Organic Schemanic?

There are two different stacks of strawberries in the produce section, but one is two dollars more. Why? And is it worth the price? As if the grocery store wasn’t already an overwhelming place for the decision-making challenged there’s yet another choice we have to make. But when it comes to some foods, organic versus conventional is an important one. The latest dirty dozen list just came out. These are the foods in the produce section that have the highest concentration of pesticides on them. If you’re debating between going organic or not, this is a good place to start. But first here are a few answers to some general questions about organic….

What does organic mean?

Organic means that the food was made without pesticides, there are no synthetic ingredients in the fertilizer, and no bio engineering, genetic modification or radiation was used. When something is genetically modified that means its genes have been altered. Scientists add new genetic material into the mix to make plants and produce (even animals) last longer or become resistant to a certain pesticide.

Are the pesticides and chemicals used in conventional farming harmful?

All of the chemicals and pesticides that go into growing conventional produce ends up in the food. And when we eat it, those chemicals and pesticides go into our bodies. We are talking about agents designed to kill things here. Now consider this. Our bodies are a combination of chemical reactions. Everything from digestion to PMS is chemistry happening inside us. What happens when we add a new chemical (er, several) into the equation? That’s the thing. We don’t exactly know. Studies are being done to see just how these chemicals can interfere with digestion and absorption of the nutrients in produce.

Why is organic so much more expensive?

Organic farming just takes a lot more work for a lot less produce. Organic farmers have to do a lot more weeding by hand and also lose a higher percentage of their crop to pests and run the risk of a total loss. Organic farms also have their crops on a rotation in order to keep the soil healthy and nutrient rich. Conventional farming has gone the way of clearing land and planting large fields of cash crops every season of every year without ever giving the soil a break. You’re able to grow more food year round this way, but it depletes the nutrients in the soil because there’s never a time to replenish. That means fewer nutrients in the food that comes from it and the taste isn’t quite the same either. For instance that tomato isn’t quite as juicy and sweet. Then there’s also the costs associated with being certified organic, which can be quite high.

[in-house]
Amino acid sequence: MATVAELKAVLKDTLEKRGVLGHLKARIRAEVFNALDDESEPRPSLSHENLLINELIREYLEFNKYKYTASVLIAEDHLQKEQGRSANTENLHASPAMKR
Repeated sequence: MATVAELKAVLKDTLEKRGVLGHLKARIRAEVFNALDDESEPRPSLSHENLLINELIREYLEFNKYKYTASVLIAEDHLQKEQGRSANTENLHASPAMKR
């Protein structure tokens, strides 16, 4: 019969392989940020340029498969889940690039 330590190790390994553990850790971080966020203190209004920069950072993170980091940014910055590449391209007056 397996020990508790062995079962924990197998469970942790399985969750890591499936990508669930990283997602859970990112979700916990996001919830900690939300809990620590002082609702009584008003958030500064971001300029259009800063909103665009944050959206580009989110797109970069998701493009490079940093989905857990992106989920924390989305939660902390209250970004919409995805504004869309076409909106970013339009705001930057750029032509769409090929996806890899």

Then why does conventional fruit look brighter and bigger?

You know those strawberries you get at the grocery store that are the size of your fist and bright red, but when you bite into one it’s not sweet? Conventional methods breed larger strawberries, apples, you name it. They also use chemical ripening agents to bring a fruit to its peak artificially. It’s cheaper and easier when you don’t have to wait for nature to take it’s course.

How do you know you’re getting organic?

The sticker on your produce has a PLU#. If the number starts with a 9, then it’s organic. If it starts witha 4, it’s conventional meaning conventional farming methods were used including pesticides, etc. And if it starts with a 7, it’s local.

What foods have the highest level of pesticides?

As a good rule of thumb, anything that’s porous, fragile or grows 100 percent underground is more vulnerable to pesticides. So things like peaches, berries and potatoes will have a higher pesticide count than say a cantaloupe that’s fruit is protected by a tough skin. Try picking up the organic version of these when it’s available and just see if you can taste a difference.

The Dirty Dozen

  1. Celery
  2. Peaches
  3. Strawberries
  4. Apples
  5. Blueberries
  6. Nectarines
  7. Bell Peppers
  8. Spinach
  9. Kale
  10. Cherries
  11. Potatoes
  12. Grapes

Read the full 2010 Shopper’s Guide to Pesticides from the EWG.

Megan Adams Brown, CHC, helps families find healthy routines that work, with no more “what’s for dinner?” stress, and a lot better food. Her family meal plans help moms take charge of their kitchen and their own health, leading to more vegetables and less junk all around. Megan also specializes in working with food allergies and sensitivities and shares allergy-friendly recipes on her blog. To learn more click here.

2 thoughts on “Organic Schemanic?”

  1. That is so true — i had organic strawberries for breakfast and you could really tell the difference– good information, thanks, you are awesome!!

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